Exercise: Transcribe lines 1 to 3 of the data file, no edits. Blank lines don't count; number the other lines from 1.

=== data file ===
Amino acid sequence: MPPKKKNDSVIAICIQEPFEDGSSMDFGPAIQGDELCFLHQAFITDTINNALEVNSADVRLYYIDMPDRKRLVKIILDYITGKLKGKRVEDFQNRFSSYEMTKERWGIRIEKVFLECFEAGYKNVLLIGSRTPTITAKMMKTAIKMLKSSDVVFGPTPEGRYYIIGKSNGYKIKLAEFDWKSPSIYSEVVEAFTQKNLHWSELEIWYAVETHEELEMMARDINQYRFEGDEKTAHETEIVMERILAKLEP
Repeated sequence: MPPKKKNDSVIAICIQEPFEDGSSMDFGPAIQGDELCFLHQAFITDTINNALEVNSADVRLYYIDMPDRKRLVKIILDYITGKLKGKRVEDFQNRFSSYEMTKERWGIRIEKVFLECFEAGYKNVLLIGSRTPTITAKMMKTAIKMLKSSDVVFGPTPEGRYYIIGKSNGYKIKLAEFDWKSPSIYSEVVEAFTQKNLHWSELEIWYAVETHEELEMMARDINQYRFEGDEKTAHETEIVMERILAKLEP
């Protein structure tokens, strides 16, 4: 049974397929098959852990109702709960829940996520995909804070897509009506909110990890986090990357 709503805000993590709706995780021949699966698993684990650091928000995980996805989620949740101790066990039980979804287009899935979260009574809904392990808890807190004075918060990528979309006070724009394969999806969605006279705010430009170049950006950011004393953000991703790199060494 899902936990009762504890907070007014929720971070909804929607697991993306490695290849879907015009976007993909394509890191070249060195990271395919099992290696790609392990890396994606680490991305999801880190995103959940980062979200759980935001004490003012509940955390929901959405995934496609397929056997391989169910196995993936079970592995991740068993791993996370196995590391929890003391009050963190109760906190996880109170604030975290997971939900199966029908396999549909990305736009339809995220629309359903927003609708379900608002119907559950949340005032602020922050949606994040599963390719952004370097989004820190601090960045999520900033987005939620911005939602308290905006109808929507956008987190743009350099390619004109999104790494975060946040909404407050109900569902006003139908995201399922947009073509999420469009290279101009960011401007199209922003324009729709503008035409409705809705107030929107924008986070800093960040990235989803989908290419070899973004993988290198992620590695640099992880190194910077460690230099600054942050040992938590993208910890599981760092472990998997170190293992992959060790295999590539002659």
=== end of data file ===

Amino acid sequence: MPPKKKNDSVIAICIQEPFEDGSSMDFGPAIQGDELCFLHQAFITDTINNALEVNSADVRLYYIDMPDRKRLVKIILDYITGKLKGKRVEDFQNRFSSYEMTKERWGIRIEKVFLECFEAGYKNVLLIGSRTPTITAKMMKTAIKMLKSSDVVFGPTPEGRYYIIGKSNGYKIKLAEFDWKSPSIYSEVVEAFTQKNLHWSELEIWYAVETHEELEMMARDINQYRFEGDEKTAHETEIVMERILAKLEP
Repeated sequence: MPPKKKNDSVIAICIQEPFEDGSSMDFGPAIQGDELCFLHQAFITDTINNALEVNSADVRLYYIDMPDRKRLVKIILDYITGKLKGKRVEDFQNRFSSYEMTKERWGIRIEKVFLECFEAGYKNVLLIGSRTPTITAKMMKTAIKMLKSSDVVFGPTPEGRYYIIGKSNGYKIKLAEFDWKSPSIYSEVVEAFTQKNLHWSELEIWYAVETHEELEMMARDINQYRFEGDEKTAHETEIVMERILAKLEP
């Protein structure tokens, strides 16, 4: 049974397929098959852990109702709960829940996520995909804070897509009506909110990890986090990357 709503805000993590709706995780021949699966698993684990650091928000995980996805989620949740101790066990039980979804287009899935979260009574809904392990808890807190004075918060990528979309006070724009394969999806969605006279705010430009170049950006950011004393953000991703790199060494 899902936990009762504890907070007014929720971070909804929607697991993306490695290849879907015009976007993909394509890191070249060195990271395919099992290696790609392990890396994606680490991305999801880190995103959940980062979200759980935001004490003012509940955390929901959405995934496609397929056997391989169910196995993936079970592995991740068993791993996370196995590391929890003391009050963190109760906190996880109170604030975290997971939900199966029908396999549909990305736009339809995220629309359903927003609708379900608002119907559950949340005032602020922050949606994040599963390719952004370097989004820190601090960045999520900033987005939620911005939602308290905006109808929507956008987190743009350099390619004109999104790494975060946040909404407050109900569902006003139908995201399922947009073509999420469009290279101009960011401007199209922003324009729709503008035409409705809705107030929107924008986070800093960040990235989803989908290419070899973004993988290198992620590695640099992880190194910077460690230099600054942050040992938590993208910890599981760092472990998997170190293992992959060790295999590539002659």